written on 09.07.2019

Peter Dahlen – Managing Director, American Chamber of Commerce in Sweden

The American Chamber of Commerce in Sweden promotes trade and investment between the USA and Sweden. Peter Dahlen, AmCham Sweden’s managing director, outlines the significance of Swedish American ties, both macroeconomically and from a healthcare investment standpoint. This is in addition to the success of American companies in the country that are continuing to help drive forward Swedish healthcare and life sciences.

 

If Sweden wants to continue to attract investment from the US, it will need to address concerns related to talent mobility, work permits, housing, and cloud services, as well as to quicken the pace of 5G roll-out

The goal of the chamber is to promote trade and investment between the US and Sweden. Could you give our readers an overview of American-Swedish economic ties?

As an overview, Swedish-American trade is based on a robust, centuries-old relationship. In 1783, Sweden was the first neutral country not involved in the US war for independence to enter into a free trade agreement with the new democracy. This relationship has evolved into over 73,000 jobs in Sweden created by US companies. Moreover, in the US, Swedish companies create more than 200,000 jobs. US companies invest nearly USD 35 billion in Sweden and export approximately USD 4 billion worth of goods and nearly USD 6 billion in services. We have a strong relationship and have witnessed a considerable amount of trade and investment between the two countries.

In terms of commercial relations between the US and Sweden, some of the most recent developments include an uptick in investment from US tech companies investing in server farms (data centres) with examples including Facebook, Amazon Web Services and Microsoft, which is building two 100 percent sustainable, zero-waste datacenters here – to the healthcare sector with Pfizer doubling its biotech manufacturing capacity to GE’s continued investment in healthcare and advanced manufacturing.

 

US foreign direct investment (FDI) in Sweden has declined since 2010. How is the chamber working to reverse this trend?

Sweden is a great place to invest in. The barriers to entry and establishing a business are low. There is world-class talent and nearly everybody speaks English. That said, if Sweden wants to continue to attract investment from the US, it will need to address concerns related to talent mobility, work permits, housing, and cloud services, as well as to quicken the pace of 5G roll-out.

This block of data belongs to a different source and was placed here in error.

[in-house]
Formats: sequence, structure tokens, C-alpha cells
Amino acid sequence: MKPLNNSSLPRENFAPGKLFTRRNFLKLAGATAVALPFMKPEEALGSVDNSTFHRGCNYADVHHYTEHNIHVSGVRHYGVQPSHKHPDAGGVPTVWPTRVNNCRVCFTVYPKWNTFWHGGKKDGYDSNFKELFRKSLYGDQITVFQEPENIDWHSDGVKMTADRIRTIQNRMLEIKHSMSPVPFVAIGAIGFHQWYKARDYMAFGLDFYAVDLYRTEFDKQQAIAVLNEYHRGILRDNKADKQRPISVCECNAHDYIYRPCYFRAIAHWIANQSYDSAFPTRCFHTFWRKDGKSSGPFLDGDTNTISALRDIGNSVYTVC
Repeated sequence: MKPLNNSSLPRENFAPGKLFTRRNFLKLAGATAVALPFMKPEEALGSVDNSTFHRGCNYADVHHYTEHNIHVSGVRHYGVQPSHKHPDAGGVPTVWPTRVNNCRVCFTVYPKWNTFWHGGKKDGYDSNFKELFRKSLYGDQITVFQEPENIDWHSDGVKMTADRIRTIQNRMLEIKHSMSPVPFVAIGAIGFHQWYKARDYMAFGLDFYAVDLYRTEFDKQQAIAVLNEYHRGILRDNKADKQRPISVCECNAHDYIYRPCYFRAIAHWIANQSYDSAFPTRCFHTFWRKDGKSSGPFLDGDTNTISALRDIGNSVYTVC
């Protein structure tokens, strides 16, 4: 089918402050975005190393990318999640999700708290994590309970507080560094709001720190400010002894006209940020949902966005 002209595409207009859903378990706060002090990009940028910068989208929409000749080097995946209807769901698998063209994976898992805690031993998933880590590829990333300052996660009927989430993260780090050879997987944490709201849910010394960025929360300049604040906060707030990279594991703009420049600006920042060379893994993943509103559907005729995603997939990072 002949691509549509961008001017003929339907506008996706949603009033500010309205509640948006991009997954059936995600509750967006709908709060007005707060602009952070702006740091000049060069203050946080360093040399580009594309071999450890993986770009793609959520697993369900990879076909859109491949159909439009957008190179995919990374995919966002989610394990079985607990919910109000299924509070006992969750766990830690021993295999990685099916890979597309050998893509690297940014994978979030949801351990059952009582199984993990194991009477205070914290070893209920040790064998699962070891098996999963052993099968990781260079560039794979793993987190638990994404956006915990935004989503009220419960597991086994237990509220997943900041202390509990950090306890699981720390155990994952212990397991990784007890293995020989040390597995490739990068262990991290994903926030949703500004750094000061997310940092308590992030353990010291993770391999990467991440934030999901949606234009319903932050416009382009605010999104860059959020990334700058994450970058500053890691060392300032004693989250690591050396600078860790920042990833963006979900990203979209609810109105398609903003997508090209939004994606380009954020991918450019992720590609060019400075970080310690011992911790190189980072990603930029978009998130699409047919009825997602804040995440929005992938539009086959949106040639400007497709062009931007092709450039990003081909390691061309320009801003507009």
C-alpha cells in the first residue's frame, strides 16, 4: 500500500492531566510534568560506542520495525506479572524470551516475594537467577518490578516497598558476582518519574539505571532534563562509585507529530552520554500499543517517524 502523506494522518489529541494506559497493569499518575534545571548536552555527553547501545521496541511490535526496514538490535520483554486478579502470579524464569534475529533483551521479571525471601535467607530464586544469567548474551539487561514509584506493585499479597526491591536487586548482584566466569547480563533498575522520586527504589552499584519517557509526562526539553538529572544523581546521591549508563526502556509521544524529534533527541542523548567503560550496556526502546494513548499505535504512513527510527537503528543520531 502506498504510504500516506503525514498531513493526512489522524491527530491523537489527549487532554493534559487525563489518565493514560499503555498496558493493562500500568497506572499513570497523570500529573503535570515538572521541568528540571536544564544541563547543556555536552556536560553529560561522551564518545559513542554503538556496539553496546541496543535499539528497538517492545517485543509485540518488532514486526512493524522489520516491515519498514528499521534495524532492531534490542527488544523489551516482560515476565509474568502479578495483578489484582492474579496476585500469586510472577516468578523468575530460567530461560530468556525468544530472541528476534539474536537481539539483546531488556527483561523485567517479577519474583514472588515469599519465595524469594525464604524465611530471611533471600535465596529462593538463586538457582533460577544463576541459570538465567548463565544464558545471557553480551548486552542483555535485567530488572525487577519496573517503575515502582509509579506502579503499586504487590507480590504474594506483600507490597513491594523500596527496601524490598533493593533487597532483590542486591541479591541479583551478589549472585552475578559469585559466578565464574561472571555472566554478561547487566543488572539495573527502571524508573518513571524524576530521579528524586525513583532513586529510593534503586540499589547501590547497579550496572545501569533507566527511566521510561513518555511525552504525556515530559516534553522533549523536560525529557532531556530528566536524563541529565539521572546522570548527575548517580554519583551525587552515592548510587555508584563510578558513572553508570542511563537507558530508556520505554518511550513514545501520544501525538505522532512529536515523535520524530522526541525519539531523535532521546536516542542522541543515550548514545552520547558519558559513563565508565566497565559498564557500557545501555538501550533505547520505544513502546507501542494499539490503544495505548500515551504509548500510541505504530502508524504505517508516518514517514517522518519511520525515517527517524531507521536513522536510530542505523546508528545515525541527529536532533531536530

We try to help our member companies make the case to their head offices in the US on why Sweden is an attractive investment destination. And there are things that Sweden could do to bolster its case, such as quickening the pace of the rollout of 5G technology and clarifying misperceptions surrounding the US CLOUD Act.

However, we have seen significant investment from the US into Sweden, including in 2015 when GE made a significant investment in their manufacturing plant in Uppsala, north of Stockholm. So, it is not all negative, but something needs to be done to increase FDI figures.

Sweden has an advantage and a key role to play in attracting US FDI, especially in light of trade tensions between China and the US In general, US businesses are opposed to tariffs, primarily because tariffs are taxes. Both American, Swedish and European companies in general, not to mention governments, recognise the real threat of China. China is a mercantilist system. If you invest in China, it is not on the same terms that a European company can invest in the US There is a lack of technology transfer and of intellectual property protection, which are long-standing concerns shared by both Europe and the US

 

The chamber has created a Life Science Working Committee, one of only six such professional groups. What is the importance of the Life Science Working Committee for your members?

Firstly, we are an entirely member-driven organisation – a non-profit, which is owned by our members. Our job is to promote trade and investment between Sweden and the US and US commercial interests in Sweden. The Life Science Working Committee is driven by its members and focused on an agenda that they have put forward and that is aligned with a crucial part of Sweden’s business landscape.